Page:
Film festival spotlights film and culture intersection

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January 27, 2012

12:30 AM

Francophiles rejoice!

The Kimball Theatre will be screening six films between Friday, Jan. 27 and Friday, Feb. 17 as part of the College of William and Mary’s annual French and Francophone Film Festival.

The Emery and Wendy Reves Center for International Studies and the Department of Modern Languages and Literatures, the Dean of Arts and Sciences and the Literary and Cultural Studies program are sponsoring the festival.

The festival includes a wine and cheese reception on opening night, an ice cream social Saturday, Feb. 11, and pre-screening presentations by professors of both the Anthropology department and the French and Francophone Studies department.

Magali Compan, associate professor of French and Francophone Studies, began organizing the annual festival six years ago.

Compan explained that the films chosen this year highlight both the centrality of Paris and the increased presence of Francophone Africa in French and Francophone cinema.

Robert St. Clair, assistant professor of French and Francophone Studies, will present the film “Paris” on opening night of the festival.

“For American audiences Paris is kind of a dream city,” St. Clair said. “What’s so fun about this sort of festival is that you get to dream with people in the space of Paris for two hours.”

The films include varying styles: light-hearted dramas set in the city, serious dramas dealing with issues of religious and racial difference, a short classic of French cinema and a contemporary animated film.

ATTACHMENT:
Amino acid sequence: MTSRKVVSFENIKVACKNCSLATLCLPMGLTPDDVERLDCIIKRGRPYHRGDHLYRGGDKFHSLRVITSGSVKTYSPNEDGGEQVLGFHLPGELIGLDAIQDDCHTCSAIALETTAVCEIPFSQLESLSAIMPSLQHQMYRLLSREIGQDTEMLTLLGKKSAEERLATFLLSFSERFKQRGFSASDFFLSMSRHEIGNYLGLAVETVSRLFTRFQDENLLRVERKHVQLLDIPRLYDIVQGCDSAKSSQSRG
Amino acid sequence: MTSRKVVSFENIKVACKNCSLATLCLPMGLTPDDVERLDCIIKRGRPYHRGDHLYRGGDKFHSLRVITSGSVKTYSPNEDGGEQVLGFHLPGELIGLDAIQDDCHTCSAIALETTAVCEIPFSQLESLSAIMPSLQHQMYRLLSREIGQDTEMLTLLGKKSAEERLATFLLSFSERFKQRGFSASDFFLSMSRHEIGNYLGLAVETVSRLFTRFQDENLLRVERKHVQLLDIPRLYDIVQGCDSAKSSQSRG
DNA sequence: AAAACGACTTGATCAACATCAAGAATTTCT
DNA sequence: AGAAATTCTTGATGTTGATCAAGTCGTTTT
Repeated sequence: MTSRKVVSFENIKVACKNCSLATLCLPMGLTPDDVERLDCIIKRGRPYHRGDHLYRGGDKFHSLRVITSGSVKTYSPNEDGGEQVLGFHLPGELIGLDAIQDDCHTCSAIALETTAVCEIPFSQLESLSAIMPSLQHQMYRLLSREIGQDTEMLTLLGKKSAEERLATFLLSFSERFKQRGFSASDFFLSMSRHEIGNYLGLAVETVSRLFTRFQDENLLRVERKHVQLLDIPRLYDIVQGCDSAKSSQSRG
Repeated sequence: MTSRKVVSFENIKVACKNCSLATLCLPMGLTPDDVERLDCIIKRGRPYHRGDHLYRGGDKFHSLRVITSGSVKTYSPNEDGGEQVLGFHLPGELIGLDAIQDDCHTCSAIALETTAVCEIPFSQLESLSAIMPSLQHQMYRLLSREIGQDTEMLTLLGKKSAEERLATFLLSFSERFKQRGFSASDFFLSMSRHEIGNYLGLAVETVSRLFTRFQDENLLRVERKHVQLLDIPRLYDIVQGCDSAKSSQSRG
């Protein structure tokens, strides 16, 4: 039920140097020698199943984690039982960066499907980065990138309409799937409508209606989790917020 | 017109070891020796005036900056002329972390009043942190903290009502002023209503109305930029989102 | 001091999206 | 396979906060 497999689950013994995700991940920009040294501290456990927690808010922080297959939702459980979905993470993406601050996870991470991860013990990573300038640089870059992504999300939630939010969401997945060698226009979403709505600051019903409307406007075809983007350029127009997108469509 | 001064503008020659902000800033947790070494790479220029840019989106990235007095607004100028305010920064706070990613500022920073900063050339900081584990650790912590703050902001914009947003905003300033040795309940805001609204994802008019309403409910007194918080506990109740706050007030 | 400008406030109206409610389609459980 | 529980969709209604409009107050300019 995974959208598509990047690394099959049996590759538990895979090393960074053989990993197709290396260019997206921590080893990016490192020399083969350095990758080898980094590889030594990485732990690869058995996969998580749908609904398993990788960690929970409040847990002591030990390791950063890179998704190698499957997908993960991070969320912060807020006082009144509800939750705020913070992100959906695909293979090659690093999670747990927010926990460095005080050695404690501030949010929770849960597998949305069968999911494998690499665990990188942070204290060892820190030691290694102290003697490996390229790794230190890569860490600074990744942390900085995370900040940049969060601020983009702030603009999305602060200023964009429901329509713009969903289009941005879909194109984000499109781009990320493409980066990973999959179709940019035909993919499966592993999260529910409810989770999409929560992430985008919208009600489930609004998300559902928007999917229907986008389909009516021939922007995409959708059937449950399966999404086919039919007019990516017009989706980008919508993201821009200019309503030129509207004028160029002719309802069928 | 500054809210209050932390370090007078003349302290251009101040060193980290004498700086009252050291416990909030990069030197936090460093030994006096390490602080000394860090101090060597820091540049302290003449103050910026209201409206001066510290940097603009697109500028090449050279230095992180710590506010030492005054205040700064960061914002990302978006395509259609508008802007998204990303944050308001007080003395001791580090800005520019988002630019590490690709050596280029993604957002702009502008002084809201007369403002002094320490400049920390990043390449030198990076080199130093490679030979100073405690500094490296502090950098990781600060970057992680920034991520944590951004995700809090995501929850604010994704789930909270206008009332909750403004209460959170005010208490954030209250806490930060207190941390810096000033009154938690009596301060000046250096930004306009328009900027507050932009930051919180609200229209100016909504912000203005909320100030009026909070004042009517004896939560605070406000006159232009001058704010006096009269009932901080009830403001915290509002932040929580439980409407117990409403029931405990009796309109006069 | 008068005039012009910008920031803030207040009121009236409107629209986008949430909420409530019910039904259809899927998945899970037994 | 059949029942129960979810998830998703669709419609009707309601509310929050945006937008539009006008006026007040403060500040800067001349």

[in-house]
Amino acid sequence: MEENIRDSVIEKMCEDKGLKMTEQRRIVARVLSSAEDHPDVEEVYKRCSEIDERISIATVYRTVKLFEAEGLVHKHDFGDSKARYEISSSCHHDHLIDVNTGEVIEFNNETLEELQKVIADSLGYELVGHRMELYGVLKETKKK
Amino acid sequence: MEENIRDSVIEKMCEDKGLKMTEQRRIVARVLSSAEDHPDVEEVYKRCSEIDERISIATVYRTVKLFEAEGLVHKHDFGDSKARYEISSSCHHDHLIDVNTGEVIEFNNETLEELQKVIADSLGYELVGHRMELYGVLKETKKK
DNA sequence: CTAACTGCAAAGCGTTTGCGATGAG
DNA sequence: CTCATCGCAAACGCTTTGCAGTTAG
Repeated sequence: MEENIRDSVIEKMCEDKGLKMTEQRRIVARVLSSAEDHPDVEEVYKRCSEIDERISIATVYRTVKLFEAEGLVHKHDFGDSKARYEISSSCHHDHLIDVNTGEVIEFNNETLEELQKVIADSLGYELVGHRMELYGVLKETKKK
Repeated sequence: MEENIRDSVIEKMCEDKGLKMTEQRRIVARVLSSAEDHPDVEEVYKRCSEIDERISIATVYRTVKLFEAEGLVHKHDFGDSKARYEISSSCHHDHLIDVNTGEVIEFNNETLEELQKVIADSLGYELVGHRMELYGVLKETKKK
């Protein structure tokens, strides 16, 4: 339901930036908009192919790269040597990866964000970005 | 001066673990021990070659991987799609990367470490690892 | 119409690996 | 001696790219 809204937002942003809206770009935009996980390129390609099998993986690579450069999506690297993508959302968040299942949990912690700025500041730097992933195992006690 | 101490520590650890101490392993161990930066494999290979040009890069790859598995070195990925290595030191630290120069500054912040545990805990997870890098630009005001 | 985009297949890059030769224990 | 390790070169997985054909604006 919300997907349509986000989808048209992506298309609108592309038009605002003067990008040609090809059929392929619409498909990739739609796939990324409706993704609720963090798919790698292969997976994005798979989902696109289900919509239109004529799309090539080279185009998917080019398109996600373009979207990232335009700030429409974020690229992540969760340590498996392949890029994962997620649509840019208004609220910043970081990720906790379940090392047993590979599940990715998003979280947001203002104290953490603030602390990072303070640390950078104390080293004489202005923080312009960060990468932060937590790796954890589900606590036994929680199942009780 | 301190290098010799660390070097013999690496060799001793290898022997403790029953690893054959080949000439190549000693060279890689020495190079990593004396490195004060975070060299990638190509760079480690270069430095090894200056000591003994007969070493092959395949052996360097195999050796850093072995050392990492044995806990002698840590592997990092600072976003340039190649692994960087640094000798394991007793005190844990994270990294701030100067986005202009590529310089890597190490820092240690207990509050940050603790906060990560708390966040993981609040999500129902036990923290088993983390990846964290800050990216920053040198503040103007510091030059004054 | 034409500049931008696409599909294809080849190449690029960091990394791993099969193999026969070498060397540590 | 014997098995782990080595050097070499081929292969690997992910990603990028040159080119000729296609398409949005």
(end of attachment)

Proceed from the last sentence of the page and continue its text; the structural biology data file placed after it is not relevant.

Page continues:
“We are trying to target different audiences and offer different experiences of French language cinematic culture,” Compan said. “We call it [the festival] French and Francophone because it’s not only French cinema, it’s also French language. We are trying to open up to the African cinema also.”

Organizers of the festival made sure to keep the audience in mind while selecting films for the French film festival.

“We are trying to show French language box office films but also we are trying to show films that students wouldn’t have access to or that the Williamsburg community wouldn’t have access to,” Compan said.

For the previous five years, the festival was funded by a grant from the Cultural Services of the French Embassy, allowing the screenings to be attended free of charge. Compan hopes that the popularity of previous festivals and low admission prices will ensure that this year’s festival will be well attended.

General admission for screenings is $3, and $2 for students of the College. They may be purchased at the box office of the Kimball Theatre or by calling 1-800-History. Passes for multiple films are also available.

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